He decided to play seven PGA Tour events every year starting in 1950 and went on to win 13 additional competitions, including six majors. Hogan was the only person to ever win three major championships in a calendar year until Tiger Woods surpassed him in the new millennium.

He competed in five tournaments in 1951, winning three of them, including the Masters, the U.S. Open, and the World Championship of Golf.

He was the only golfer in history to win all three tournaments in the same year when he won the Masters, the U.S. Open, and the British Open. He had intended to compete in the PGA Championship as well, but the British Open’s dates prevented him from doing so.

He established his own golf company, the “Ben Hogan Golf Company,” in Fort Worth that same fall. He wrote the educational golf book “Five Lessons: The Modern Fundamentals of Golf” in 1957, which was a commercial success.

He sold the business to American Machine and Foundry (AMF) in 1960 while continuing to serve as chairman. Following sales to Cosmo World of Japan, Bill Goodwin, Spalding, and Callaway Golf, the business was eventually shut down.

At the Masters in 1967, Hogan shot a tournament-best 30 on the back nine before he officially retired four years later.

Awards & Achievements

In 1940, 1941, and 1948, he took home the Vardon Trophy three times for having the lowest overall score.

He was admitted to the “World Golf Hall of Fame” in 1974.

The “Bob Jones Award,” one of the greatest honours bestowed by the United States Golf Association for sportsmanship in golf, was given to him in 1976.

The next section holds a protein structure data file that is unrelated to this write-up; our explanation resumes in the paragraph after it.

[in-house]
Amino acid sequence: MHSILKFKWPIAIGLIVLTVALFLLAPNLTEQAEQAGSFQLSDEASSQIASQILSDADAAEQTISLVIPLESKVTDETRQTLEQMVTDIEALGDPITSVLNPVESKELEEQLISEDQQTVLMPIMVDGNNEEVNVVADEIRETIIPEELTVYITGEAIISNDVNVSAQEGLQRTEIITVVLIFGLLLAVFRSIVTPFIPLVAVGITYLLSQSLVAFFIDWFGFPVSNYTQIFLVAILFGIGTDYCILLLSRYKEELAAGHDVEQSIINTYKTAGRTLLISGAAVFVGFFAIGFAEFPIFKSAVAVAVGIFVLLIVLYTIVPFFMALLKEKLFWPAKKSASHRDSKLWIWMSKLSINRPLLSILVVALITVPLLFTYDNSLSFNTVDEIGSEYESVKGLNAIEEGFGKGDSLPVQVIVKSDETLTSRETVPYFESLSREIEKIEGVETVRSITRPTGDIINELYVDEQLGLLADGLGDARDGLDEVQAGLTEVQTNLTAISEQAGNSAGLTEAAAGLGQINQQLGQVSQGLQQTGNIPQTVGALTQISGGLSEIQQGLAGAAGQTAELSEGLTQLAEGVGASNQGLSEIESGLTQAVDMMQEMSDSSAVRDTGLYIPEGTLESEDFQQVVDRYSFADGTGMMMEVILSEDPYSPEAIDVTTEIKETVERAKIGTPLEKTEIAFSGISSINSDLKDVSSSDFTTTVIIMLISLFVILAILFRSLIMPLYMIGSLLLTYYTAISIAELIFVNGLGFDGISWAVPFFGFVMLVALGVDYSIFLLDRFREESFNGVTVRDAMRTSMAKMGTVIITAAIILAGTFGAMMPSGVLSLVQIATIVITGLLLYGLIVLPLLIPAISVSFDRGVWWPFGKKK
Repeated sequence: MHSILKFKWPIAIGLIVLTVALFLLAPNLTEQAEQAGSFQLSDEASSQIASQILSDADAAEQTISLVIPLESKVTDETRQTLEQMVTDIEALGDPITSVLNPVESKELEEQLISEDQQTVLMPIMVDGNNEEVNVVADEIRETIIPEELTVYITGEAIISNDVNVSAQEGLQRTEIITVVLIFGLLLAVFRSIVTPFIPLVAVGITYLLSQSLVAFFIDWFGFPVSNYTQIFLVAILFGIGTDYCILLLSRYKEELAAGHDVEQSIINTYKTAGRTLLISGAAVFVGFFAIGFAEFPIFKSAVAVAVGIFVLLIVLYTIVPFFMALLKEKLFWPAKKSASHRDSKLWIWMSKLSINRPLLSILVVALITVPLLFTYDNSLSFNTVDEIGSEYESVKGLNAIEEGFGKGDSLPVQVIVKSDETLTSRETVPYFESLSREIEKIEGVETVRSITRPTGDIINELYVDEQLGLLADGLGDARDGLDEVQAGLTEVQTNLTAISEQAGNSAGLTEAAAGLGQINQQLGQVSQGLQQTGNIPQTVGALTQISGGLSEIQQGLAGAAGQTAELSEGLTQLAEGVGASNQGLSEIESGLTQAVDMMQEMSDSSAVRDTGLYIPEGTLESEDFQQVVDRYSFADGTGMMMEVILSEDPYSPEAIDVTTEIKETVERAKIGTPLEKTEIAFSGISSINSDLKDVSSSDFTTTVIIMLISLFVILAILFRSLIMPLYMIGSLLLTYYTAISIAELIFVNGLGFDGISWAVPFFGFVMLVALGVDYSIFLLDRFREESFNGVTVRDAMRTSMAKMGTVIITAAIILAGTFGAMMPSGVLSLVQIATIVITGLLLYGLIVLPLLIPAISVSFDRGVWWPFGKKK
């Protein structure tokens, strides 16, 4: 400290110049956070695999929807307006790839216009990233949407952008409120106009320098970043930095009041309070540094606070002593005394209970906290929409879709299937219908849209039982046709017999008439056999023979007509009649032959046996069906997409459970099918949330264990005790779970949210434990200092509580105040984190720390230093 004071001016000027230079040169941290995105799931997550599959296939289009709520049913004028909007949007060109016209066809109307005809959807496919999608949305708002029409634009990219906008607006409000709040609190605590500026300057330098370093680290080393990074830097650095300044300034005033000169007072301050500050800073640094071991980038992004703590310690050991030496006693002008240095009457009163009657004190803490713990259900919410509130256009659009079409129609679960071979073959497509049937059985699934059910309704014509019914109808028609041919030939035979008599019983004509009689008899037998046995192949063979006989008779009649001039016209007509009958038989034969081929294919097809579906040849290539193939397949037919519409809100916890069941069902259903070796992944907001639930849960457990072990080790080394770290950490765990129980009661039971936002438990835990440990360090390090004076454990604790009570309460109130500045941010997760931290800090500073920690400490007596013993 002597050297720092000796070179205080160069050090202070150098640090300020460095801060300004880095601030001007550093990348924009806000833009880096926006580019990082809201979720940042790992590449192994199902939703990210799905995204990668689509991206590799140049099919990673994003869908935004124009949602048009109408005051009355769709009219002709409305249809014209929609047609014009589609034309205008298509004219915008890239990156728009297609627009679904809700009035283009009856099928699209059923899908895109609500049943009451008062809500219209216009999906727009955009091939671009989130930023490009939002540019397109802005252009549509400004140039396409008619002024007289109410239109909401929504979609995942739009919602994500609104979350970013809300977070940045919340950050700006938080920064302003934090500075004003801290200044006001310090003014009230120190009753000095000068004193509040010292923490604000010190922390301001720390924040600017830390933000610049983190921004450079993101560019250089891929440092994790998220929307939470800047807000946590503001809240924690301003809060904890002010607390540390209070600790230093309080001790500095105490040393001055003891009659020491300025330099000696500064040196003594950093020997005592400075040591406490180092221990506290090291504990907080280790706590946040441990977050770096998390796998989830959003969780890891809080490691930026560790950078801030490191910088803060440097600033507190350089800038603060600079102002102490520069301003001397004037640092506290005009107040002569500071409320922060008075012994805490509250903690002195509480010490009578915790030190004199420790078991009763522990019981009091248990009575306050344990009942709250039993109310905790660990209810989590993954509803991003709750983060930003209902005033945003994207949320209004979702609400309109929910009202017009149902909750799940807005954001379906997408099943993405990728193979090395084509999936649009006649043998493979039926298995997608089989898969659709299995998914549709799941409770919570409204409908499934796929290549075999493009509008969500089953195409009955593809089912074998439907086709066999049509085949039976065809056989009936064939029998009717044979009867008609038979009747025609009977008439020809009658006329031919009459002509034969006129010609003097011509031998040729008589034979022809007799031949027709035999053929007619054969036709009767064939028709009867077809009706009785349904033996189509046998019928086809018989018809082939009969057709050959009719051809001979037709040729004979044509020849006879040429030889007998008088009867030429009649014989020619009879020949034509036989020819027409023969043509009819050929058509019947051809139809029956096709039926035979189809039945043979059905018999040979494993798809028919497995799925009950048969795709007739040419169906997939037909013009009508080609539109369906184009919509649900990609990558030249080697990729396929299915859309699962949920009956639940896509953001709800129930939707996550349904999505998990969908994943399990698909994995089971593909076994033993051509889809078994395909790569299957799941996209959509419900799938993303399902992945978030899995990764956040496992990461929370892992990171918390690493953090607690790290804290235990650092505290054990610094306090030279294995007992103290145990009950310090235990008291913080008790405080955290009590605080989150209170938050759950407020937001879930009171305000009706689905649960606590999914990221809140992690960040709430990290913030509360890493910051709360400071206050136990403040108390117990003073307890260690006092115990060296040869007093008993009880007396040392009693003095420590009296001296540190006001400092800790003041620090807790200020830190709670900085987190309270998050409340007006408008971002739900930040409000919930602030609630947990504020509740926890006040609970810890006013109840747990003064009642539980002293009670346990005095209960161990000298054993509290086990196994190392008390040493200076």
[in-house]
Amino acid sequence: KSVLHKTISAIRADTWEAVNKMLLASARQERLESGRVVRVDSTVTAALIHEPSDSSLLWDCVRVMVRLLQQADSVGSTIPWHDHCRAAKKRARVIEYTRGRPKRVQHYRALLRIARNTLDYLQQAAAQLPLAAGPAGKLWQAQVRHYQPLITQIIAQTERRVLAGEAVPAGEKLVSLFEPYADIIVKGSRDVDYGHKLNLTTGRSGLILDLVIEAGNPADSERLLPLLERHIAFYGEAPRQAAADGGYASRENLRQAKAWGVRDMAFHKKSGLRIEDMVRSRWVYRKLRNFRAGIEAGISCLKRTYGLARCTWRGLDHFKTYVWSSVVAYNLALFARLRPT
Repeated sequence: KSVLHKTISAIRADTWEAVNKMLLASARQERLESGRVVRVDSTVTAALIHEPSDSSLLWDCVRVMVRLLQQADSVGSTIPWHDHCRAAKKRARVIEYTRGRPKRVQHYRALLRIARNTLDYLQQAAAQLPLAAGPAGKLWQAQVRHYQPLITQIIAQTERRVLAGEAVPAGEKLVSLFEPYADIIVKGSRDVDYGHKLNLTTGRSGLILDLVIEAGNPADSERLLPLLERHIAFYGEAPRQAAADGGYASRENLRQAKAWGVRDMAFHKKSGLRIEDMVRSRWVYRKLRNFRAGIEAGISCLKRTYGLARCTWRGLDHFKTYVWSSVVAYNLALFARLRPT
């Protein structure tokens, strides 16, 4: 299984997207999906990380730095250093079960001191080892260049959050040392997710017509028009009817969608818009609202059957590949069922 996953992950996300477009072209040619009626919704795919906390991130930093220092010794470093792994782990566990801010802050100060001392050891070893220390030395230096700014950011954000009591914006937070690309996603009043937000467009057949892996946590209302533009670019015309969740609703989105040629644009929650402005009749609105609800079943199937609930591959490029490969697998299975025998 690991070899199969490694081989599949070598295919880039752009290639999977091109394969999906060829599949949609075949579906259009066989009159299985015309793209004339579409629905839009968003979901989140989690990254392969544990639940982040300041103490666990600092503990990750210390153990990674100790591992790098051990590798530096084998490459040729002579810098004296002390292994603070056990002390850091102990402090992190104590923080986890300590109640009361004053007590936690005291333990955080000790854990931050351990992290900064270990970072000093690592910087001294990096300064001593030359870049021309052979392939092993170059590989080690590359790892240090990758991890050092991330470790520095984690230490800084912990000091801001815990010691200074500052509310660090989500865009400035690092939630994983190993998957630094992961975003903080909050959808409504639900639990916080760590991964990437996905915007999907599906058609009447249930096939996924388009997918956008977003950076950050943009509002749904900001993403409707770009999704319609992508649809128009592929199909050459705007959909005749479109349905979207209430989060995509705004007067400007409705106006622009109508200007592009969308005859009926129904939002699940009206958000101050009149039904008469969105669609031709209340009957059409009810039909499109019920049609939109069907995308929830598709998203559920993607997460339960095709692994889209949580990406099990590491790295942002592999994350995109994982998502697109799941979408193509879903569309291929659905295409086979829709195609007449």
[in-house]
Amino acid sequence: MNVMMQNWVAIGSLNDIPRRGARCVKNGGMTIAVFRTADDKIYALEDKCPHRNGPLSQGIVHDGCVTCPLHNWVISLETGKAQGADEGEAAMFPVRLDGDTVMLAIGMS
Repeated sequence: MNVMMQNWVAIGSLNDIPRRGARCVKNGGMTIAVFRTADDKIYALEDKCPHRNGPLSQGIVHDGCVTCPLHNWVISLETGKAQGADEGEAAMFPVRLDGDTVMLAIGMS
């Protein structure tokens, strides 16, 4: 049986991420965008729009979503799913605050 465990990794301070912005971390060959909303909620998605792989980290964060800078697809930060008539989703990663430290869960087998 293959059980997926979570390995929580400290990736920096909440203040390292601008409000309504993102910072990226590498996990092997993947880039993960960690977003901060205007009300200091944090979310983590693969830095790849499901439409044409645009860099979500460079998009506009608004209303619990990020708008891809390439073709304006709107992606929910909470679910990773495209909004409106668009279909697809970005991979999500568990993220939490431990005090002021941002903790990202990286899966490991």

In 1999, ESPN ranked the “SportsCentury 50 Greatest Athletes of the 20th Century,” placing him at number 38.

Golf Digest magazine named him the “second greatest player of all time” in 2000.

Ben Personal Life & Legacy

In April 1935, he wed Valerie Fox. He first met her in Fort Worth while attending Sunday school, and then reconnected with her while working as a club professional.

On February 2, 1949, the couple avoided a devastating head-on collision with a bus. He threw himself across his wife to protect her to save her, which also saved his life. He would have been pierced in the chest by the steering column if he hadn’t gotten up from his seat to shield her.

After the accident, he spent several months immobile, and the doctors predicted that he would never be able to walk again, let alone return to the game. But 59 days after the accident, he was released from the hospital, and he shocked all of his fans by making a comeback.

He was in terrible health following colon cancer surgery when he passed away in Fort Worth, Texas.

He leaves a big legacy. Glenn Ford played Hogan in the film “Follow the Sun: The Ben Hogan Story,” which was based on his life.

The USGA Museum and Arnold Palmer Center for Golf History include a specific section devoted to Ben Hogan’s career, comeback, and accomplishments.

Nine of the 18 holes at the Trophy Club Country Club Golfcourse are referred to as the “Hogan” course since when he was alive, he contributed to the original plans’ creation.

In addition, there are two Ben Hogan Awards in golf: one is given to a collegiate player, and the other is given to any golfer who overcomes a handicap or other injury to return to the game.


Contrary to other players at the time, this well-known American golfer, who was regarded as one of the “greatest ball-strikers,” played and practised the sport without wearing any gloves.